Scientists have developed technology to grow vegan food in space to cater for long missions, including the first trips to Mars.
The Norwegian University of Science and Technology (NTNU) has developed high-tech planters which could grow beans and other vegan food in the International Space Station (ISS) by 2021.
Astronauts currently eat freeze-dried and vacuum-packed foods, but technology allowing them to grow food would be beneficial for their well-being and make longer missions possible.
The new technology, which has been tested successfully on Earth, can regulate the water, gas, air and nutrients a plant needs.
Silje Wolff, a plant physiologist at the Centre for Interdisciplinary Research in Space (CIRiS), said in a statement: “The dream of every astronaut is to be able to eat fresh food – like strawberries, cherry tomatoes or anything that’s really flavorful.
“Someday that will certainly be possible. We envision a greenhouse with several varieties of vegetables.
“Astronauts struggle with having little appetite. They often lose weight. Addressing the psychological aspect of eating something fresh is one of our goals.
“Vacuum-packed food doesn’t really remind you of food. Having something fresh that triggers the appetite and the right receptors in the brain is important.”
A year in space
The maximum time astronauts usually stay in space is six months. In future they could be required to extend this to a year in order to travel to Mars.
During this period, it is almost impossible to carry all the essential food supplies, which creates a need to cultivate food in space itself.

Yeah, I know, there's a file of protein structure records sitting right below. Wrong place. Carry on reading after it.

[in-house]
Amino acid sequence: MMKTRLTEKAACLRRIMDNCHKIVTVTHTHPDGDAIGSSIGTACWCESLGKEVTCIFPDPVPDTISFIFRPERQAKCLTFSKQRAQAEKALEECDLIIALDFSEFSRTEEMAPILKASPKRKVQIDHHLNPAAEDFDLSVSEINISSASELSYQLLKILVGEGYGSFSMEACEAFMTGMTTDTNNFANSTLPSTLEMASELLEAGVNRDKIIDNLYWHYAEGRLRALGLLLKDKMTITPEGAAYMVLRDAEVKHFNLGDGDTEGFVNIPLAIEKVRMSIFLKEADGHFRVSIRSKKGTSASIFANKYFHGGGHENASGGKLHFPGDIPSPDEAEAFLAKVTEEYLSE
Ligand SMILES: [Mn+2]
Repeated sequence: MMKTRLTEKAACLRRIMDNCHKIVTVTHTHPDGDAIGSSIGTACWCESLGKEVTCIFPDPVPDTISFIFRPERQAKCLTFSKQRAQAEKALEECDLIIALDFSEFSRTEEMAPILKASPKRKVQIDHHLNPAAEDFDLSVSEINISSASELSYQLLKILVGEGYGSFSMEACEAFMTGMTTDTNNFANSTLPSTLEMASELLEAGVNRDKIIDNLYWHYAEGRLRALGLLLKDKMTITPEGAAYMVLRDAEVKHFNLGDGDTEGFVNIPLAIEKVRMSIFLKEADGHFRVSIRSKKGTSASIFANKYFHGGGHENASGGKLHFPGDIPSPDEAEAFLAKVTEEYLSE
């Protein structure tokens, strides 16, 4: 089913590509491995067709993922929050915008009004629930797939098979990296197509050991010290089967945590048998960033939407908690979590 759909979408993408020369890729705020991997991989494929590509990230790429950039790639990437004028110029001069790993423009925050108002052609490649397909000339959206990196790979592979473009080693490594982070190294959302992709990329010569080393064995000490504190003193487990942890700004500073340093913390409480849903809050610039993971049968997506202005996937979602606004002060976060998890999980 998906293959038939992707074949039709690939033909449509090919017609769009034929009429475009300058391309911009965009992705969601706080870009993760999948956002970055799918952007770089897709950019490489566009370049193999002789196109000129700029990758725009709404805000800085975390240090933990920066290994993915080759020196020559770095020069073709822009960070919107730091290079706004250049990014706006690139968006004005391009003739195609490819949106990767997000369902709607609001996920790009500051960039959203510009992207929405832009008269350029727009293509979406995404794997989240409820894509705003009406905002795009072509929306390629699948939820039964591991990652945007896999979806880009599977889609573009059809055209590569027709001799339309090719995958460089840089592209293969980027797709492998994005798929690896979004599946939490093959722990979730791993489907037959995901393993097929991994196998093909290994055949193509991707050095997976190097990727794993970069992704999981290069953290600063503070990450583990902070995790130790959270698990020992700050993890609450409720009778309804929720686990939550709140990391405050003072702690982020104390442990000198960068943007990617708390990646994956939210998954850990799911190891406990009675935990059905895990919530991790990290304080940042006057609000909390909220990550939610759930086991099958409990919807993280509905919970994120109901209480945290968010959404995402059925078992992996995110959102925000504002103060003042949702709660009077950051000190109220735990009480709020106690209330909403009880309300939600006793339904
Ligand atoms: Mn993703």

Wolff added: “The way space travel works today, it’s almost impossible to take along all the resources you need. That’s why we have to develop a biological system so astronauts can produce their own food, and recycle all of the resources.”
And the act of gardening could even help the astronauts psychologically.
Wolff explained: “Astronauts like gardening and everything that reminds them of life on earth. They enjoy tending and watering the vegetables, and getting them to germinate.”
Lettuce was successfully harvested in space in 2015, and further research aims to add more vegan options to the astronauts’ menu.
In the study, the researchers from NTNU and CIRiS performed three experiments.
The initial two experiments determined the effect of restricted rooting and nutrient solution volumes, and a third experiment was conducted to assess plant responses to various nitrate nutrient solution concentrations.
Wolff said: “We found that plants can, in a way, ‘smell’ the amount of nutrients available to them. When the nitrogen concentration is very low, the plant will absorb more water and thus more nitrogen until it reaches an optimal level.
“The plant has a mechanism that turns on when the nitrogen level is adequate. Then it adjusts both nitrogen and water absorption down.”
The study will now attempt to grow beans in space to observe the effect of no-gravity on plants’ ability to transport water and absorb nutrients.
What do you think of space cultivation of vegan food? Tell us in the comments section below!
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